Paris, 1815. Napoleon has just surrendered at Waterloo and is on his way to the island of St. Helena to begin his exile. Meanwhile, Daniel Connor, a young medical student from Edinburgh, has just arrived in Paris to study anatomy at the Jardin des Plantes - only to realize that his letters of introduction and a gift of precious coral specimens, on which his tenure with the legendary Dr. Cuvier depends, have been stolen by the beautiful woman with whom he shared a stagecoach.
In the fervor and tumult of post revolutionary Paris, nothing is quite as it seems. In trying to recover his lost valuables, Daniel discovers that his beautiful adversary is in fact a philosopher-thief who lives in a shadowy world of outlaws and émigrés. Daniel's fall into this underworld is also a flight, for as he falls in love with the mysterious coral thief and she draws him into an audacious plot that will leave him with a future very different from the one he has envisioned for himself, Daniel discovers a radical theory of evolution and mutability that irrevocably changes his conception of the world in which he lives.
An epic tale of change, love, and science set against the backdrop of post-Revolutionary France... Overlaid on top of the excellently executed historical fiction is a page-turning mystery that will keep readers riveted... The narrative ranges from delightful scenes at the Jardin des Plantes, the epicenter of naturalist research, to the twisted, dark alleys of the poorer sections of Paris, and each moment transports the reader to a bygone era. (Reviewed by Sarah Sacha Dollacker).
The Washington Post
With consummate skill and compassion, Stott plunges Daniel the innocent into a serpentine plot that involves spies, philosophers, revolutionaries and scientists. Treasure may be at the heart of Stott's mystery, but fossils and corals are equally precious in this hybrid novel of action and ideas. Like Daniel, the reader emerges from "The Coral Thief" having had an adventure and an education.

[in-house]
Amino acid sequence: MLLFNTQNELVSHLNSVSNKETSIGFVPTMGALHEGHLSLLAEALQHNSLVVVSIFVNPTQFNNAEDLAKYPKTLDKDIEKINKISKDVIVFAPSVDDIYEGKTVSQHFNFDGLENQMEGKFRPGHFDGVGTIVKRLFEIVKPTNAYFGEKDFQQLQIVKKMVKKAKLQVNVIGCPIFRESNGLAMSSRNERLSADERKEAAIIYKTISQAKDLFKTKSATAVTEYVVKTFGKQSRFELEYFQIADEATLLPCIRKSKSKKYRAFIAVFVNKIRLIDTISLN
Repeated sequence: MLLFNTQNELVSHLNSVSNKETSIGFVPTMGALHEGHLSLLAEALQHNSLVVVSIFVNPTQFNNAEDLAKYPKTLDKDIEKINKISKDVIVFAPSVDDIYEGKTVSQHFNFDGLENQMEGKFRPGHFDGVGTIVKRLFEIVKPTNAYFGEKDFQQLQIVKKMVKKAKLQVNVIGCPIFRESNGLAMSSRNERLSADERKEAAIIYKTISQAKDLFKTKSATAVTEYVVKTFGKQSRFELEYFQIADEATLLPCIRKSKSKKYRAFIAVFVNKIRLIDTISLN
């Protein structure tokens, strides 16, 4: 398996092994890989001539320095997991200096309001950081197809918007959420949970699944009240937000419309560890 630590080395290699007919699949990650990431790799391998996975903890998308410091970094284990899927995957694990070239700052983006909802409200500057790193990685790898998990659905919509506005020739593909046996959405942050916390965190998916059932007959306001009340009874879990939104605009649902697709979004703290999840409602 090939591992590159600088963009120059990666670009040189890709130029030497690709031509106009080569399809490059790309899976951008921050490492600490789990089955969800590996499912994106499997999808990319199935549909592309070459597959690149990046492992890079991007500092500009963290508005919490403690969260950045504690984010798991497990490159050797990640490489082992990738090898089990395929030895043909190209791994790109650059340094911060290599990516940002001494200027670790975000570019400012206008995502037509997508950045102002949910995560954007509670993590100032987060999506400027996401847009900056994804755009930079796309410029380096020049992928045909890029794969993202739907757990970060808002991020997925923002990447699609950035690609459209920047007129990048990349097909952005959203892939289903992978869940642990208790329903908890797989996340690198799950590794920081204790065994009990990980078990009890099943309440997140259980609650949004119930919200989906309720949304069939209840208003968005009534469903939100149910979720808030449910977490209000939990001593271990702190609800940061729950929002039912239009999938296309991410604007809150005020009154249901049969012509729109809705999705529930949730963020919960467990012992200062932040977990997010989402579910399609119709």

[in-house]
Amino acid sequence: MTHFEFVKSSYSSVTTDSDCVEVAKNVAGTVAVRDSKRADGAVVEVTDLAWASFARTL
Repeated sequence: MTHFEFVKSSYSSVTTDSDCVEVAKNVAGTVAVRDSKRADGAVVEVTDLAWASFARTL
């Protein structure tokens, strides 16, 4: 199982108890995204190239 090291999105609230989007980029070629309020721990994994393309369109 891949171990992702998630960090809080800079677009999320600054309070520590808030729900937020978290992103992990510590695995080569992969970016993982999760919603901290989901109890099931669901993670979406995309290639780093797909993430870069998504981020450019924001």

A vivid mix of love story and pre-Darwin evolutionary debate, unfurled at the edges of a Les Misérables-style underworld. Science may not seem sexy, but Stott comes close to making it so.
Starred Review. Vividly atmospheric, propulsive and intricately plotted, this is a surefire page turner with literary heft and wide appeal.
Starred Review. Stott again skillfully combines an intriguing love story, complex scientific concepts, and a beautifully realized historical setting…Riveting on all fronts, from its suspenseful plot to its elegant presentation of evolutionary theory.
Starred Review. Stott once again juxtaposes science with a tale of love, mystery and intrigue, setting this volatile mix against a backdrop of critical events in post-Revolutionary France… Skillfully embeds early 19th-century culture, history, and attitudes into a story that.
Starred Review. The prose is elegant and well paced, and the plot is filled with exciting twists and turns. Highly recommended.
The Jardin des Plantes and the Changing Landscapes of Botanical Gardens
des Plantes in Paris was the epicenter of naturalist research in the early 1800s and is currently one of the world's foremost botanical gardens. Built in 1626,
it was planted in 1635 as a medicinal herb garden for the King of France. It
was opened to the public in 1640, greatly expanded under superintendent G.L.L
Buffon, and eventually developed into a center of scientific study. Georges
Cuvier, Jean-Baptiste Lamarck, the Jussieu brothers, and other prominent scientists
of the time were all associated with the Jardin des Plantes and conducted research
there. During the early 19th century, the facility supported expeditions to
different parts of the world to acquire large numbers of plants and animals
that had previously been unknown to the Western world.
The Jardin des Plantes' transition from medicinal...
A Man Called Intrepid author dies aged 89(Dec 03 2013) William Stevenson, a journalist and author who drew on his close ties with intelligence sources to write two best-selling books in the 1970s, A Man Called...